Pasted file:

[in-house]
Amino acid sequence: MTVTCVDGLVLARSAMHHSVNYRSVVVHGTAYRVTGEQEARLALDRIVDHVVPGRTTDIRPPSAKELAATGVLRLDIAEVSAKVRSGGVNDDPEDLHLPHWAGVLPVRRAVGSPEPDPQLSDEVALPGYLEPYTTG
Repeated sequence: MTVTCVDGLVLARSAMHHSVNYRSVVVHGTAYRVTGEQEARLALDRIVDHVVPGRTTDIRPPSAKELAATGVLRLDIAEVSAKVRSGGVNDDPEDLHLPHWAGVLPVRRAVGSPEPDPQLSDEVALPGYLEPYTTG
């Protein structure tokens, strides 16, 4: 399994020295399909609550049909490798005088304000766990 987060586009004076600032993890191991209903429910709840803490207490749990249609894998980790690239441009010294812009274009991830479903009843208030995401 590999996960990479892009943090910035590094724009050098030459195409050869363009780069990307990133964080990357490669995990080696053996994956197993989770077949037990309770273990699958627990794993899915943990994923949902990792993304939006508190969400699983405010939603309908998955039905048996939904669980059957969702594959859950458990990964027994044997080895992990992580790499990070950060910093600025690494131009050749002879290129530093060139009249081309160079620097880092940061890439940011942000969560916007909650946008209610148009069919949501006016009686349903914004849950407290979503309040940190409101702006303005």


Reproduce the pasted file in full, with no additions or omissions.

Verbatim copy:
[in-house]
Amino acid sequence: MTVTCVDGLVLARSAMHHSVNYRSVVVHGTAYRVTGEQEARLALDRIVDHVVPGRTTDIRPPSAKELAATGVLRLDIAEVSAKVRSGGVNDDPEDLHLPHWAGVLPVRRAVGSPEPDPQLSDEVALPGYLEPYTTG
Repeated sequence: MTVTCVDGLVLARSAMHHSVNYRSVVVHGTAYRVTGEQEARLALDRIVDHVVPGRTTDIRPPSAKELAATGVLRLDIAEVSAKVRSGGVNDDPEDLHLPHWAGVLPVRRAVGSPEPDPQLSDEVALPGYLEPYTTG
């Protein structure tokens, strides 16, 4: 399994020295399909609550049909490798005088304000766990 987060586009004076600032993890191991209903429910709840803490207490749990249609894998980790690239441009010294812009274009991830479903009843208030995401 590999996960990479892009943090910035590094724009050098030459195409050869363009780069990307990133964080990357490669995990080696053996994956197993989770077949037990309770273990699958627990794993899915943990994923949902990792993304939006508190969400699983405010939603309908998955039905048996939904669980059957969702594959859950458990990964027994044997080895992990992580790499990070950060910093600025690494131009050749002879290129530093060139009249081309160079620097880092940061890439940011942000969560916007909650946008209610148009069919949501006016009686349903914004849950407290979503309040940190409101702006303005």